- The mini implants will then be placed in position in the pilot hole and carefully threaded until securely set inside the dental alveolus, or the tooth socket. As the mini implant is threaded into the hole in this process, it also progressively expands the bone so that the two components are fused together tightly.
- Once the mini implants are in place, ball abutments will be attached. This is where the dental restorations will connect to the implants.
Click here to read more about this Mini-Implant patient case study.
How Do I Place And Remove My Dentures?
Mini dental implants have a ball-retention feature that snaps into the overdenture. Insertion and removal are relatively simple but may take some practice. If you receive mini-implant denture from us, your dentist will show you how to take your denture out and put it back in. While you are in the office, you may perform this several times with your dentist observing. It is important that you feel confident wearing your implant-retained dentures. With our help, you can!
What Are Other Advantages Of Choosing Mini-Implants?
Initially, the benefit of mini dental implants was perceived as limited to their low cost. Over time, dentists have learned through their patients that these smaller implants are not only less expensive but also very durable. Patients appreciate the treatment procedure and its minimal-invasiveness. They appreciate a shorter recovery period.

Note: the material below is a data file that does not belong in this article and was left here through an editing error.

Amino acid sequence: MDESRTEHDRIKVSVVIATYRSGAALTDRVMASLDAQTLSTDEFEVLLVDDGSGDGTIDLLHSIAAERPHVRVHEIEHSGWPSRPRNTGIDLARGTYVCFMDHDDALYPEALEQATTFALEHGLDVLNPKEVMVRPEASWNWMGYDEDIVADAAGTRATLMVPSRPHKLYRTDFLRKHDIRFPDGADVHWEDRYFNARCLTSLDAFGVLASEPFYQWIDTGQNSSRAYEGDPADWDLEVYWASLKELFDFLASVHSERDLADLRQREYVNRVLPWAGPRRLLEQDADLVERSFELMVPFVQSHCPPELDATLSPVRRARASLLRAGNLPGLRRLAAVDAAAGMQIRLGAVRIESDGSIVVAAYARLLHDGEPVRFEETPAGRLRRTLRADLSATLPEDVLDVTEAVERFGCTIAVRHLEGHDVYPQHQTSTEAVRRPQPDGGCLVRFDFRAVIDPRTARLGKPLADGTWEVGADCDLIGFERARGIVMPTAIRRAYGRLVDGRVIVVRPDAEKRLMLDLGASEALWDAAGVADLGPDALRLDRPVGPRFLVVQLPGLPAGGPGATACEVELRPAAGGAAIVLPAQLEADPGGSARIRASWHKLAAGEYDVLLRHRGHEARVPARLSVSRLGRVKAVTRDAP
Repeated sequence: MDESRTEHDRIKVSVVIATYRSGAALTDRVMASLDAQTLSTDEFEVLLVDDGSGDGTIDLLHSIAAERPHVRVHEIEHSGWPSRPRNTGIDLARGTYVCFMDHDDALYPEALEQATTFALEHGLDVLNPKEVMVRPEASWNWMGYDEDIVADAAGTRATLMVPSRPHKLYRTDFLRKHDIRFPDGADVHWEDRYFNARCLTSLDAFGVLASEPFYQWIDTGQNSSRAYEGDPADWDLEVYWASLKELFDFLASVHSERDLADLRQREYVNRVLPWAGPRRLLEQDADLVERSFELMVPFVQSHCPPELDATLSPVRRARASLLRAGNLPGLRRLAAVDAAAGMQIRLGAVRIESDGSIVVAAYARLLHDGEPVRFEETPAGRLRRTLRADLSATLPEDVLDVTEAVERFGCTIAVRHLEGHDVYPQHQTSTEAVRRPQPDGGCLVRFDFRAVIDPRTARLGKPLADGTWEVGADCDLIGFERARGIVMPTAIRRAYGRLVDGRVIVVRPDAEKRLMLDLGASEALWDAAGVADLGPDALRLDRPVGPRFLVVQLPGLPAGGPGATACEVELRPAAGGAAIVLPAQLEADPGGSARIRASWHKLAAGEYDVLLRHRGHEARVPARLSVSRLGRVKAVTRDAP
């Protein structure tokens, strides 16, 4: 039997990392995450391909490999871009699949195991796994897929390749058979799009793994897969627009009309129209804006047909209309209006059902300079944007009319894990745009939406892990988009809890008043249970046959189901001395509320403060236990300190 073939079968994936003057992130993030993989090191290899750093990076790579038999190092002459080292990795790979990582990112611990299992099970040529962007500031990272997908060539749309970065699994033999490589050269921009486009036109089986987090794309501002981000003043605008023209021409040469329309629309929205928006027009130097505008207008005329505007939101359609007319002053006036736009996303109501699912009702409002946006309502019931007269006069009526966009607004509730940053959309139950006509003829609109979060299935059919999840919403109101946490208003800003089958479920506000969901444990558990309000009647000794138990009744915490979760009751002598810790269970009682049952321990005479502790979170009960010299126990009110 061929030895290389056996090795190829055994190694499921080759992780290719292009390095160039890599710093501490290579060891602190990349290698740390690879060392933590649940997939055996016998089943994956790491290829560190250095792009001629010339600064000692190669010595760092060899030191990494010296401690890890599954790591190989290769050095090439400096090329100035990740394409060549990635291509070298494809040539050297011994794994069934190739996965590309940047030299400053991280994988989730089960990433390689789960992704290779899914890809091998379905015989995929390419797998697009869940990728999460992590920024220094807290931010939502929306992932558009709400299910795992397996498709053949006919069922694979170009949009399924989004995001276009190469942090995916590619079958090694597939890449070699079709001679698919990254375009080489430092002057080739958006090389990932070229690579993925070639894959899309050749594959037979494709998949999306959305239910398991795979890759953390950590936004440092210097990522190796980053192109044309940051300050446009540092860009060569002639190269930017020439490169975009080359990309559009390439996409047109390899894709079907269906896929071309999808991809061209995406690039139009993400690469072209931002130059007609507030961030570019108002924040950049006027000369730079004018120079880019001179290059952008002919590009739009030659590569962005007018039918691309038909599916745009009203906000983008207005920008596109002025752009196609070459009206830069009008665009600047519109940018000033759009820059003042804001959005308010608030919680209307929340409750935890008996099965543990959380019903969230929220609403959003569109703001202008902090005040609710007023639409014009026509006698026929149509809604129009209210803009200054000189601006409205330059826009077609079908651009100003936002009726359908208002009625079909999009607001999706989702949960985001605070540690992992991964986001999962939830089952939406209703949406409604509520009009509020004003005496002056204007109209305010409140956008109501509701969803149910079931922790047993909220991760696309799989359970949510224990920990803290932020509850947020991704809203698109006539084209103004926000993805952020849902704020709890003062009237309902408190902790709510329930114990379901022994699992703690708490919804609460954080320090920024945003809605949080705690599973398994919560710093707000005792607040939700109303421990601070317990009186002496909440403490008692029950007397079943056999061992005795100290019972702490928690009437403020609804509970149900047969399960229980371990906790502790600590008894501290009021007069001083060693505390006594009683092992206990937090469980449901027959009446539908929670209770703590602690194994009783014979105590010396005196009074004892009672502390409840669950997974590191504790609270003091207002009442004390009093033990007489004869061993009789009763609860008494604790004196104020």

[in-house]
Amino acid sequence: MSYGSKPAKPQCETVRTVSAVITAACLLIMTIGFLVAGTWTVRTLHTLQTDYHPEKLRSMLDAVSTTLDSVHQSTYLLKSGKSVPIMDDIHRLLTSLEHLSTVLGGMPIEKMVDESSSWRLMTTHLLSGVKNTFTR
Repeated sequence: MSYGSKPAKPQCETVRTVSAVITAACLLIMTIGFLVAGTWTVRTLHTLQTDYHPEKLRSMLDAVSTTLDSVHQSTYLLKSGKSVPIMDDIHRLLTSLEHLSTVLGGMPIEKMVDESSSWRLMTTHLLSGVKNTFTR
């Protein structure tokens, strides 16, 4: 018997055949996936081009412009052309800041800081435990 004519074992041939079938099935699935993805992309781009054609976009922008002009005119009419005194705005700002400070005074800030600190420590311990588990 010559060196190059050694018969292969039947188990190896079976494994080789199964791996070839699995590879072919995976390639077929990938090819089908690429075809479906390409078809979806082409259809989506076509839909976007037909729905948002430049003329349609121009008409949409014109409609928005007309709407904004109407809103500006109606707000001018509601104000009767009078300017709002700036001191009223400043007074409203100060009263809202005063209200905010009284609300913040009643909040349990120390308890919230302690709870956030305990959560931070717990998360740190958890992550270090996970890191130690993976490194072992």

Often mini-implants will have soft liners placed in dentures on the day they are placed to take stresses off the mini-implants while they are integrating. At Hampton Dental Associates we also place metal bases in our dentures and partials so that there is less chance of acrylic fracture around mini-implants. While this may cost a bit more, it allows the dentures to be relined or rebased for proper fitting and prevents fracture. Many people that get mini-implants can chew harder due to this improved proprioception of having an implant in the bone. This can lead to more chewing of harder foods and fracture. Dr. Winter published many articles on mini-implants and has highlighted his use of metal frames under these dentures to preserve strength. (Please insert link to article Upgradeable Dentistry Part 1 and 2 with a thumbnail of each article and check Part 3 as well.
What Else Do I Need To Know About My Visit To Discuss Mini-Implants?
While mini-implants may be a wonderful option to help stabilize loose dentures, they are not a substitute for larger implants. We often use mini-implants as a last alternative as they don’t have the versatility of traditional implants. If a patient has severe bone loss and doesn’t want to go through bone grafting or ridge expansion, mini-implants may be your best option. You may need a 3 dimensional x-ray called a CAT scan or CBCT before you can have a final treatment discussion for mini-dental implants and this low cost film will allow us to select the right sizes and placement for your treatment.
Schedule Your Mini Implant Consult Today!
If you wish to learn more about our Mini Implant service, or if you wish to determine whether you are right for the procedure, please be sure to book a one-on-one appointment with Dr. Richard and Ariel Winter! Call 414-377-5711 or fill out the appointment request form on our contact page. Our practice looks forward to serving you!